Structural flexibility explains efficient search process

With our coarse-grained molecular model of different conformation of the lac repressor, we demonstrate how disordered regions assist both rapid exploration of the DNA and recognition of the specific site. This conformational agility explains how DNA-targeting proteins can be both fast and accurate.

When things change in our environment, our cells have to respond accordingly. If they fail to do so, we are doomed. The molecules responsible for conveying the message are known as transcription factors, TFs. They quickly locate the correct gene, often within minutes, among millions of DNA bases in order to turn it on or off. To speed up the search, TFs slide along the DNA, and although this mechanism reduces the dimensionality of the search from 3D to 1D, it also introduces a dilemma; how does the TF recognize the correct site without getting held up on partially similar sequences in the genome?

In a new study which we recently published in The Journal of Physical Chemistry B, we show that conformational changes in the protein and the DNA might hold the key to this riddle. One conformation allows the protein to slide quickly on the DNA and the other allows the TF to interact with the specific sequence. By performing simulations of the TF-DNA interaction during sliding as well as in the encounter complexes, we show how different TF conformations establish favorable specific and electrostatic interactions with different shapes of DNA and that the conformational changes in both molecules are coupled in recognition.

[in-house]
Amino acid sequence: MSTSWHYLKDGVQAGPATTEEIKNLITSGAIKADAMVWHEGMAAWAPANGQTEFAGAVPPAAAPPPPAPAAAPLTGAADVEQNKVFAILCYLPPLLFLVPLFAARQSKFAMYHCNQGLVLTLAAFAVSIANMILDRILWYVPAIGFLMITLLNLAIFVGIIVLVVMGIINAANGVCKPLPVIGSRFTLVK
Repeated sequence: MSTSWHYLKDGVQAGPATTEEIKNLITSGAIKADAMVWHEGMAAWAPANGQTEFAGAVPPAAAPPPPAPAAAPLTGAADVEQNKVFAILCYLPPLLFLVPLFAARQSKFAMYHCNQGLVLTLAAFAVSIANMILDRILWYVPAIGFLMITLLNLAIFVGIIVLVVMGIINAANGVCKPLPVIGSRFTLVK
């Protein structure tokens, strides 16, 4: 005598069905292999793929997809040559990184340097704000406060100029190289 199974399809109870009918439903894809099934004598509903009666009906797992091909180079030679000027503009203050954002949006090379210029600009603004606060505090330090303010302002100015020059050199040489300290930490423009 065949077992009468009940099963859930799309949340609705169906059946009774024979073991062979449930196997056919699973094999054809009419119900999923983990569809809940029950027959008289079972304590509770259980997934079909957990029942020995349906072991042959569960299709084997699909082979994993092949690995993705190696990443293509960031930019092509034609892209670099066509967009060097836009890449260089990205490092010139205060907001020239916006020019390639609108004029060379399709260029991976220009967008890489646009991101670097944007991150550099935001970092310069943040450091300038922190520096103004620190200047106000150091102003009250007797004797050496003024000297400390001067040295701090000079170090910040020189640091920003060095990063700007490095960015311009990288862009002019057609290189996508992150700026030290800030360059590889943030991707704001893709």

Rule'em all

In this simulation, LacI is sliding faithfully in the DNA grooves, interrogating the DNA backbone in search of its target sequence.

Rule'em all

But the protein can also skip a DNA-turn or two, something we call hopping, to cover a larger distance of the helix faster.

One region of the TF, the hinge region, is particularly important for this conformational flexibility. If the hinge regions form helices at the protein-DNA interface, the TF interacts tightly with bent DNA, which is a characteristic of the specific complex; if the hinge region is disorganized, on the other hand, the TF is free to explore. Together with experimental results, these simulations show us how DNA-interacting proteins can be both fast and accurate in locating their target sequences in the genome. Read the paper